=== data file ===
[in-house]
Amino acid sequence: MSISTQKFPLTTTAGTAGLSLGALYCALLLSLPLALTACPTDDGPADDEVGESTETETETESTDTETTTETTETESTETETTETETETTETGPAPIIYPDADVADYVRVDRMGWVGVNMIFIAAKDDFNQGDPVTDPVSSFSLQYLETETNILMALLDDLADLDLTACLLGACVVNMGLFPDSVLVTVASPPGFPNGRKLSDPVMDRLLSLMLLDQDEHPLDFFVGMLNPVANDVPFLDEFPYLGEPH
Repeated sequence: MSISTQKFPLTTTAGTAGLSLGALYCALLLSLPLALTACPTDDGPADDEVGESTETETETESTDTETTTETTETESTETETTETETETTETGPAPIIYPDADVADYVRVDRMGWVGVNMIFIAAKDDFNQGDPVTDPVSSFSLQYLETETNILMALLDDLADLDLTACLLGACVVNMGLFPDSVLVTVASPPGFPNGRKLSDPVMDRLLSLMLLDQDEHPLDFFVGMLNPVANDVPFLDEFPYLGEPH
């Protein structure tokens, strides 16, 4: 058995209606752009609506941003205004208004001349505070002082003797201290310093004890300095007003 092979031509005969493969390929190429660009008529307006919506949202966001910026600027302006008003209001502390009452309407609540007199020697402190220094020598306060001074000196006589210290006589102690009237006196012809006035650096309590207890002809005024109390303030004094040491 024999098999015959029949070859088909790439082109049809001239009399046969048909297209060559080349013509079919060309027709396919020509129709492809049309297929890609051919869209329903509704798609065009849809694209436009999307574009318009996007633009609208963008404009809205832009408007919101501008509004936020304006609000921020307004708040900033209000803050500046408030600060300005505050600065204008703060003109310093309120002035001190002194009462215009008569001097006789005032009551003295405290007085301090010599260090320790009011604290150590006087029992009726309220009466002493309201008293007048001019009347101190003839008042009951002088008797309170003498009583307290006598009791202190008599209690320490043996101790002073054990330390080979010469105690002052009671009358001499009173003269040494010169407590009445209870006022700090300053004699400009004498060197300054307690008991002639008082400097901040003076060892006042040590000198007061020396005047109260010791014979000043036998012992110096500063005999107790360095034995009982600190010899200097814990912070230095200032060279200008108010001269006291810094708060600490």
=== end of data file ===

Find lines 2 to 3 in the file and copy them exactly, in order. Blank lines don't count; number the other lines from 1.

Amino acid sequence: MSISTQKFPLTTTAGTAGLSLGALYCALLLSLPLALTACPTDDGPADDEVGESTETETETESTDTETTTETTETESTETETTETETETTETGPAPIIYPDADVADYVRVDRMGWVGVNMIFIAAKDDFNQGDPVTDPVSSFSLQYLETETNILMALLDDLADLDLTACLLGACVVNMGLFPDSVLVTVASPPGFPNGRKLSDPVMDRLLSLMLLDQDEHPLDFFVGMLNPVANDVPFLDEFPYLGEPH
Repeated sequence: MSISTQKFPLTTTAGTAGLSLGALYCALLLSLPLALTACPTDDGPADDEVGESTETETETESTDTETTTETTETESTETETTETETETTETGPAPIIYPDADVADYVRVDRMGWVGVNMIFIAAKDDFNQGDPVTDPVSSFSLQYLETETNILMALLDDLADLDLTACLLGACVVNMGLFPDSVLVTVASPPGFPNGRKLSDPVMDRLLSLMLLDQDEHPLDFFVGMLNPVANDVPFLDEFPYLGEPH